The next dish that I made for our ‘Better Late Than Never’ Halloween dinner party was dessert – Pumpkin Pie Crème Brûlée.
I had seen an episode of Guy’s Big Bite where the host, Guy Fieri, cooked Pumpkin Pie Crème Brûlée. I thought it was something different; not just to try out but also to make, as I have never made crème brûlée before. I couldn’t think of a spooky name for this, yet my sister, on the night, said I should have called it crème boo-lée…hindsight is fabulous!
I had to change a couple of ingredients – the first being the turbinado sugar, which I’ve never heard of, or seen for sale here in the UK. After a quick Google, I found that demerara sugar was a good substitute. I also didn’t like the thought of using salty Ritz crackers (the only kind I know of) in the base, so used digestive biscuits instead which I would normally use when making a cheesecake. Heavy cream is called double cream in the UK and whilst I had bought cans of pumpkin out in the USA this summer, I’m sure you could steam some pumpkin flesh and whizz up to make a purée.
You need to allow time for the crème brûléee to set – suggested 6 hours in the recipe or overnight, which is what I did.
So here are the ingredients required to make this dessert. It makes 8 servings.
- 3½ cups heavy cream (called double cream in the UK)
- 32 butter crackers – suggestion Ritz crackers (I used digestive biscuits)
- 1 tsp ground cinnamon
- 1 tsp freshly grate nutmeg
- ½ tsp ground ginger
- 1 vanilla bean
- 8 egg yolks
- 1 cup sugar
- ½ cup whole milk
- 2 cups canned pumpkin purée
- ¼ cup turbinado sugar (I used demerara sugar)
- ½ cup pecans
- 5 tbsp unsalted butter melted
- 2-3 tbsp dark brown sugar
First off, I got all my ingredients together – first for the biscuit base…
…and then for the custard filling. I also set my oven for 150C.
The recipe online is back to front – giving you the method for making the custard first and then the base. I made the base first with the intention to crush up the biscuits and pecans in my food mixer, only to find that it was broken! Turns out in the end to be a blown fuse – thankfully – it was an expensive piece of kitchen equipment!
I had to use my smoothie maker instead and it did a grand job of crushing up the biscuits and nuts, even though I had to do it in several batches. As I was crushing them up I thought 32 might be too many (I was right) I used about 20 or so. To be fair, that was too many as well – but I had enough left over of both the biscuit base and the filling to make a couple more.
I dumped the crumbly mixture into a bowl and melted the butter in a pan on the stove.
I then poured the now liquid butter into the biscuit and pecan crumbles and stirred together to combine them – I think I could have done with a bit more butter which isn’t the recipes fault since I switched the cracker suggestion in it. That’s what I love about cooking – trial and error!
Once combined, I pressed the mixture into the bottom of some ramekins. The recipe calls for 8, 6oz custard cups. I don’t think mine were quite as big as I had lots of both the base and the custard left over! In the TV show, Guy also presses the mixture up the sides of the cups which I couldn’t manage to do. It’s no big deal since you don’t turn them out.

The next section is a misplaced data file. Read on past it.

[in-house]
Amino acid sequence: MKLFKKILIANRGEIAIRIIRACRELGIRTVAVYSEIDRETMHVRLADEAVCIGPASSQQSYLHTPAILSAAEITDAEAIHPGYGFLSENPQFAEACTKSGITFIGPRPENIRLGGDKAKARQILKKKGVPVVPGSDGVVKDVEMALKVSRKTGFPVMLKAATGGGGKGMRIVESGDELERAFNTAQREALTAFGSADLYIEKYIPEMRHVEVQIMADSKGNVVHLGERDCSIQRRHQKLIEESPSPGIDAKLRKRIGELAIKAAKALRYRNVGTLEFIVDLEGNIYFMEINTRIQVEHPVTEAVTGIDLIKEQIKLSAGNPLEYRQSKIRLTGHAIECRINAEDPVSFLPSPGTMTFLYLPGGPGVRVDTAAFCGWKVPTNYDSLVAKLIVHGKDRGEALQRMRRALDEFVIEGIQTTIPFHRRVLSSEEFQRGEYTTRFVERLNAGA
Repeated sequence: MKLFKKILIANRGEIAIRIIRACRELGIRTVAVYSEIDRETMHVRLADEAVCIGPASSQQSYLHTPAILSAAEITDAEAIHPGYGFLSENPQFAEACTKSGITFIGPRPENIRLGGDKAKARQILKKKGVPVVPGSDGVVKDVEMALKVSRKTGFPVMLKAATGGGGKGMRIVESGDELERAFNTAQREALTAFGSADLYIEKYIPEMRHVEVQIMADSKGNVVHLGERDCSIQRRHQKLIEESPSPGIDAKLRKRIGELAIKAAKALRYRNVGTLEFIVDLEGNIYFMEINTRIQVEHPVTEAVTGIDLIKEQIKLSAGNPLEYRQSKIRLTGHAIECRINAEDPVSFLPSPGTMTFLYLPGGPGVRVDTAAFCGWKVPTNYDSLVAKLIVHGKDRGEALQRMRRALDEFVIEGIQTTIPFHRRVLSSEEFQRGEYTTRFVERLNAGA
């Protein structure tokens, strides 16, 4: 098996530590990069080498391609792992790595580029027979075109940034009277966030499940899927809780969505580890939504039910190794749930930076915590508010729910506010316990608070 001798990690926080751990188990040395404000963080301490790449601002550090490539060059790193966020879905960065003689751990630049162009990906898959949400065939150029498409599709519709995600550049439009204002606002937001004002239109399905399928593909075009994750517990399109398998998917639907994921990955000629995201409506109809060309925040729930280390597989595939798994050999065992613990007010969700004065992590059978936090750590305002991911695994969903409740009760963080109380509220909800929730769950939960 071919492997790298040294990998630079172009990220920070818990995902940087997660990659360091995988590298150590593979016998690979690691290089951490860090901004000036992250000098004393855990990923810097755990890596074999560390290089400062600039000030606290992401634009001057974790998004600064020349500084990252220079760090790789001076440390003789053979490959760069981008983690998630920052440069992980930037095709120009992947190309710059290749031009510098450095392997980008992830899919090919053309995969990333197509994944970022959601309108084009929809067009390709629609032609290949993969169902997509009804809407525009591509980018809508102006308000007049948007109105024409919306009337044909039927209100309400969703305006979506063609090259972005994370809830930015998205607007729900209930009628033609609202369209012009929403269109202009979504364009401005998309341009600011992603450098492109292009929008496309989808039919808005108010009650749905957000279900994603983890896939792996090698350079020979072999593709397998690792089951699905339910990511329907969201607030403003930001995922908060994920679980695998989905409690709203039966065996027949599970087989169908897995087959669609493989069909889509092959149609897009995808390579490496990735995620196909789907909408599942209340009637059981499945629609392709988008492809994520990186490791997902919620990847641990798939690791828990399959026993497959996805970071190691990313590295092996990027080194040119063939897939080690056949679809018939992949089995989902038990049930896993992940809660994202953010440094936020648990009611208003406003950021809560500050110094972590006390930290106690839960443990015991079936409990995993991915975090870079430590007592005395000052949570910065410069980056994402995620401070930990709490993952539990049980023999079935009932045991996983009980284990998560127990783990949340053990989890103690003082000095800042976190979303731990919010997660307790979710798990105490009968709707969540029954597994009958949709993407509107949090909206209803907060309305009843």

I set the ramekins aside to move onto the next step…making the custard.
I poured 2 cups of double cream into a sauce pan and added the cinnamon, ginger and freshly grated nutmeg. I also split the vanilla pod lengthways and scraped out the seeds which were put into the pot of cream along with the pod itself. I brought the cream to a boil and then removed from the heat to cool.
I put the sugar in a bowl and added the egg yolks. You could save the whites for making meringues; they can also be frozen for use on another day.
Then, taking the electric whisk to the eggs and sugar I gave them a good beating until the mixture was pale yellow and the sugar was dissolved.
To the now semi-cooled cream and spices I added the remaining cream (1½ cups) and ½ cup milk. I then slowly whisked in the yolk and sugar mixture, praying that I wouldn’t end up with scrambled eggs!
I then strained it through a sieve before whisking in the pumpkin puree.
Once everything was combined I then used a ladle to divide the mixture between the 8 biscuit lined ramekins. Next time I would put the mixture into a jug and pour it from that into them – I think it would be much easier. The custard smelled wonderful and I was hoping that they would taste as nice as they appeared to be looking!
I had already placed the ramekins into a deep roasting tin and having boiled the kettle, poured hot water around them, about half way up the sides. They call this a bain marie, which means water bath. This method of cooking helps the custard to cook with an even temperature.
Carefully I placed the tin into the oven and shut the door and set the timer. The recipe says 35 – 45 minutes – I always checked at the lowest time first as you can always leave a dish for a bit longer, but let it go too far and it could be ruined.
My crème brûlée were ready after 35 minutes, so I took them out of the oven and with an oven glove to protect my hand, lifted each dish out of the water bath to stop them from over cooking. I set them all to one side to cool completely before putting in the fridge for the next day when I would caramelise some demerara sugar on the top of them.
Unfortunately, I don’t have any photos of me burning sugar with a culinary blow torch, but I do have a photo of the finished pumpkin pie crème brûlée! It was absolutely delicious and got a big thumbs up from everyone that night. The caramelised sugar was crunchy and complimented the sweet creamy custard filling and the biscuit and pecan base. It was an awesome dessert and turned out so well. I would definitely make this again!